Draw String Bag – Buy a dry bag once you’re there. It’s the same thing but safer.
- Osprey Farpoint 55 Backpack  – See first section, but just to say it again, this backpack is awesome! Fits everything comfortably and packs light. Not to mention, it counts as a carry on!
- Head Lamp  – Buy this as soon as you can. They are beyond convenient, so much so you’ll never want to use a normal flashlight again. Hands free is the way to be.
- Bug Spray  – REI has THE BEST all natural spray. It smells good, and it worked better for me than 100% deet (and it didn’t melt my clothes). I’ll die with stuff on.
- Iodine Pills  – For water purification in a pinch.
- Backpacking Towel  – Light weight and drys quickly. Just don’t forget it at the first hostel.
Hydration Bladder – Since I had to buy bottles every time I needed drinking water, it never made sense to use the bladder. I would not bring it next time.
- Doxycycline (Malaria Pills) 
- Lighter 
Map (Southeast Asia) – With Maps.ME app and the internet, this never made it out of the bag.
- Mini Flash Light  – Just in case, they are very handy in a pinch
- First Aid Kit (See Section)  – The minimalist kit needs Neosporin, bandages, drugs, superglue, duct tape, and hand sanitizer.
- Passport  – Protect this at all costs.
- Disposable Razor 
- Allowed on the plane. I checked.
- Deodorant  – Bring a full size, you’ll never find normal stick deodorant in SE Asia.
- Sunscreen  – Bring what you can. It’s no cheaper there, and most brands include a whitening powder.
- Toothbrush 
- Soaps  – You’ll end up buying full size bottles if you’re there for more than a month. Leave the travel bottles at home, and bring what you can.
- Common Pills 
- Vit C, B12, Advil, Melatonin
- Toilet Paper  – Carry this on you, ALWAYS. Code browns can become frighteningly real, and bathrooms never carry toilet paper for you.
- Hand Sanitizer 
- Toiletry Satchel  – Such a great and convenient purchase. You can be in and out of shower in minutes since everything is always ready.
- Packing Cubes  – Awesome for bag organization. It seems tedious, but it’s way faster in the long run.
Bug Net – Never used it.
- Extra Waist Buckle  – Just in case the apathetic bus driver or airline smashes yours.
- Rope (30′)  – Drying laundry, tying off boats, making improvised fixes, a rope is a priceless item.
Sink Plug – Better idea: Use a plastic bag from a grocery store for laundry, and you’ll be able to agitate all your laundry at once.
- Travel Pouch  – Passport security.
- Carabineers  – Just like a rope, it has a thousand uses. Take a couple.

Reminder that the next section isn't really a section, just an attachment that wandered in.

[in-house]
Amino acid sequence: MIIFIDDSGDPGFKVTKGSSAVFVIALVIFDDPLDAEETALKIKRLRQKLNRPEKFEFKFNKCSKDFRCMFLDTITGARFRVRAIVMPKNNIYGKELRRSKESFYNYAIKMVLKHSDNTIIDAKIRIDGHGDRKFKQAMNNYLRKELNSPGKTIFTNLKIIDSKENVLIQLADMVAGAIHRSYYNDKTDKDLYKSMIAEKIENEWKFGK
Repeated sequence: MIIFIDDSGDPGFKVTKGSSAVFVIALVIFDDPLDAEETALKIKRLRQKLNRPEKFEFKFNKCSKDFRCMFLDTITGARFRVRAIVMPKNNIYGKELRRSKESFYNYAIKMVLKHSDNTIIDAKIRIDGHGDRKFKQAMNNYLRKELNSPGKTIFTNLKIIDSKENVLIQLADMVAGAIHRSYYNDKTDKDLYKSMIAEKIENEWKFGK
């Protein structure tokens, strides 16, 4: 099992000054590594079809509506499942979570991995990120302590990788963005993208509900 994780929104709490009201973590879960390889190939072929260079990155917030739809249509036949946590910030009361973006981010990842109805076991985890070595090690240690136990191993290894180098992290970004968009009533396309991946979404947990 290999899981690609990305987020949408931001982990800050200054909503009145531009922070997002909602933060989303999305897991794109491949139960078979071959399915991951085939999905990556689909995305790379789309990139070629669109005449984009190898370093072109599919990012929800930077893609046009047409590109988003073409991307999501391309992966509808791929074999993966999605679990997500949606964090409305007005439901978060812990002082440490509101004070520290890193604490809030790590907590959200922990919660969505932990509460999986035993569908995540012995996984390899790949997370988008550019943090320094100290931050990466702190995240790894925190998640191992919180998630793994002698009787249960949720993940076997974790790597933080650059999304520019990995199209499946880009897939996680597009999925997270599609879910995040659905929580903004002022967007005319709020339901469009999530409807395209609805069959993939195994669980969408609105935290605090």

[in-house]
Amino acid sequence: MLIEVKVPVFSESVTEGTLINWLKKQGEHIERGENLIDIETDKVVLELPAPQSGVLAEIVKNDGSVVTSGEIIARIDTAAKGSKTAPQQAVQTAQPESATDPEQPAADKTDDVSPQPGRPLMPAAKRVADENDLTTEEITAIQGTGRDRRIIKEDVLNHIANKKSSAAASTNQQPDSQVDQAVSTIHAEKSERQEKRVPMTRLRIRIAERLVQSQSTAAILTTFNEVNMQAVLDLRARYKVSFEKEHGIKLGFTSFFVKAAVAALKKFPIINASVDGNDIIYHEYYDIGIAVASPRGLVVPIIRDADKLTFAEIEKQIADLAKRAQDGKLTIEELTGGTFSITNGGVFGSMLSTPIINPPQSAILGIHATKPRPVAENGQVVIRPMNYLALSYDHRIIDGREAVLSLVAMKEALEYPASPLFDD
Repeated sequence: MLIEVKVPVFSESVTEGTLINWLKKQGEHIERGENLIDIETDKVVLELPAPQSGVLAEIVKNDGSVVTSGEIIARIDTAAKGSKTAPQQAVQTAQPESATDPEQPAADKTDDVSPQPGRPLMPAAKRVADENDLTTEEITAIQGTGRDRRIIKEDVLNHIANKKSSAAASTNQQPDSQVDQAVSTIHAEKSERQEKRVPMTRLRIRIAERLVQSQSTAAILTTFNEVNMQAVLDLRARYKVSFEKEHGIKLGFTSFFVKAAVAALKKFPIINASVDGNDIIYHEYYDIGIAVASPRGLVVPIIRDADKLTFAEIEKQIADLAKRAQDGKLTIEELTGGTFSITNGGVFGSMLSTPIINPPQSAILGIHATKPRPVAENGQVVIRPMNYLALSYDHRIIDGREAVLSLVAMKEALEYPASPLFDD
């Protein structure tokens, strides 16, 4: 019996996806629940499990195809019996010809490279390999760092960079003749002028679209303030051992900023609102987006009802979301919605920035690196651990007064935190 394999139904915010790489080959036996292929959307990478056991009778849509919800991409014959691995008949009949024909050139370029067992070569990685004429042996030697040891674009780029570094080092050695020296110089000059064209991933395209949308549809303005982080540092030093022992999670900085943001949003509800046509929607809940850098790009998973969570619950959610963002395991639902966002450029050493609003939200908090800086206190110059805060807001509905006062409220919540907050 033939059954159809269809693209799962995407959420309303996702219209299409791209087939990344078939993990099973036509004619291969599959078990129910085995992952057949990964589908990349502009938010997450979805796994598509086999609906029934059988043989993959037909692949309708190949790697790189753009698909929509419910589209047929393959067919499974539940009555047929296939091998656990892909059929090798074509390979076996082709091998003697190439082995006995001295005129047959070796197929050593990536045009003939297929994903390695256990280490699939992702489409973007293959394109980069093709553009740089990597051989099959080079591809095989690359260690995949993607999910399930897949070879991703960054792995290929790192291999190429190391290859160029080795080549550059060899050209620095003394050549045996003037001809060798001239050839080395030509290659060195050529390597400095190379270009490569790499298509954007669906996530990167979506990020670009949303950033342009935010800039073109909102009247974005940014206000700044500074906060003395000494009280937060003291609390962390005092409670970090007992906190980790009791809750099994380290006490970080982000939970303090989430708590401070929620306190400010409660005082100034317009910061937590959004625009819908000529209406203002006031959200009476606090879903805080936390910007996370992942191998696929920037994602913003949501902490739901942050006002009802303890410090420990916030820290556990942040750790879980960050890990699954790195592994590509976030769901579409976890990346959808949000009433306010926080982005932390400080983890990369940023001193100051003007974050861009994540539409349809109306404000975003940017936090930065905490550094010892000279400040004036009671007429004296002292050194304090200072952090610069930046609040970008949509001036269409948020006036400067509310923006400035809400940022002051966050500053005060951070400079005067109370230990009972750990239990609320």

- Locks  – Take two or three, and maybe some metal wire. $10 for security is worth not getting things stolen. Thiefs look for opportunity, so simple security is usually enough to deter them.
- Pen 
False Wallet – Still a good idea, but I never used it.
- Sleeping Eye Cover  – This and the ear plugs are MUST HAVES. On trains and buses, in hostels, around construction or noisey neighbors, where ever, a comfortable eye cover and ear plugs make all the problems go away while you’re trying to sleep.
- Ear Plugs [Not Pictured] – Good sleep is priceless.
A few notes:
Purchased once I arrived: These things are amazingly useful and cheap to buy once you’re there. No need to by one at home, you’ll find the same thing for a better price on the road.
- Dry Bag – Priceless during a short hike or any time water my be a factor. Beat it up. Get it wet. Never worry about your gear or about the bag. They are designed for abuse, even the cheap ones.
- Sarong – Guy or girl, this is priceless. It’s a towel, a blanket, a cover, a shoulder cover for mosques, or anything else you may think of. They can usually be bought for a few dollars at a night market.
- Umbrella or Pancho – Leave the rain gear at home, they are to hot for the tropical climates. There may be two days a year where you may want it, but the rest of the year, an umbrella is perfect for keeping you dryer and happier. If the rain is too bad or horizontal, buy a pancho for a few dollars. They are quite convenient, and they cover your backpack too!
Leave it at home: I brought a lot of things I didn’t need. Review the lists above and notice the items I crossed out. I’m not bringing those next time. I didn’t use them or they weren’t as useful as I thought. Either way, I’ll save the weight next time.
Another perspective: No one agrees on this topic, so check out a few other views on the topic of packing.
- Basics with details: travelindependent.info and worldlynomads.com
- Female perspective: dontforgettomove.com and herpackinglist.com
First Aid Kit:
When I was First Responder certified, some of my first questions had to do with making a good first-aid kit. I didn’t find much help in pre-made kits, so I had to get some advice and make my own. For those interested, here’s what I think is always good to have on hand:
(Disclosure: I’m not a doctor, EMT, or paramedic. I’m a WMI first responder, nothing more. This kit could always have more and better supplies, but this is what I’ve deemed necessary to have on hand at all times.)
- Ace bandage
- Alcohol Wipes
- Athletic tape
- Band Aids
- Burn Cream
- Clear Bandage
- Drug: Antibiotic (Cipromyosin)
- Drug: Anti-histomine (Benodryl)
- Drug: Diareaha (Lopermide)
- Drug: Pain Medicine (Alive)
- Drug: Heart Burn (Tums)
- Drug: Stomach (Pepto) [Bring Extra]
- Drug: Sugar (Honey)
- Duct tape
- Hand Sanitizer
- Irigation Syringe
- Mole skin
- Nail clippers
- Neosporin (not pictured)
- Note card
- Pocket Knife
- Sterie Strips
- Tincture of Bynzoine
- Triangle bandages
-  Silk Bag Liner
-  Draw String Bag
-  Hat
-  Osprey Farpoint 55 Backpack
-  Outdoor Pants (2 Pair)
-  Sandals
-  Packing Cubes
-  Walking/Trekking Shoes
-  Bug Net
-  Head Lamp
-  Bug Spray
-  Disposable Razor
-  Iodine Pills
-  Backpacking Towel
-  POV GoPro Strap Mount
-  GoPro
-  SD Card Adapter
-  Notebook
-  iPad
-  Polarized Sunglasses
-  Portable Battery
-  Universal Plug Adapter
-  NOMAD ChargeKey (MicroUSB)
-  Extra Waist Buckle
-  Long Sleeve Fleece
-  Synth Underwear (4 Pair)
-  Hydration Bladder
-  Watch
-  Deodorant
-  Sunscreen
-  Doxycycline (Malaria Pills)
-  Lighter
-  Rope (30′)
-  Sink Plug
-  GoPro Tripod
-  NOMAD ChargeClip (MiniUSB/GoPro)
-  Cables
-  Travel Pouch
-  Book
-  Head Phones
-  Map (Southeast Asia)
-  Down Jacket
-  3 Shirts (2 Synth)
-  Toothbrush
-  Soaps
-  Common Pills
-  Flash Light
-  Carabineers
-  Locks
-  Dice
-  Cards
-  Pen
-  Belt
-  Socks (4 Pairs)
-  Toilet Paper
-  Hand Sanitizer
-  Toiletry Satchel
-  Phone (Not Pictured)
-  First Aid Kit (See Section)
-  Passport
-  False Wallets
-  Sleeping Eye Cover
-  Athletic Shorts
-  Swim Trunks
-  Permethrin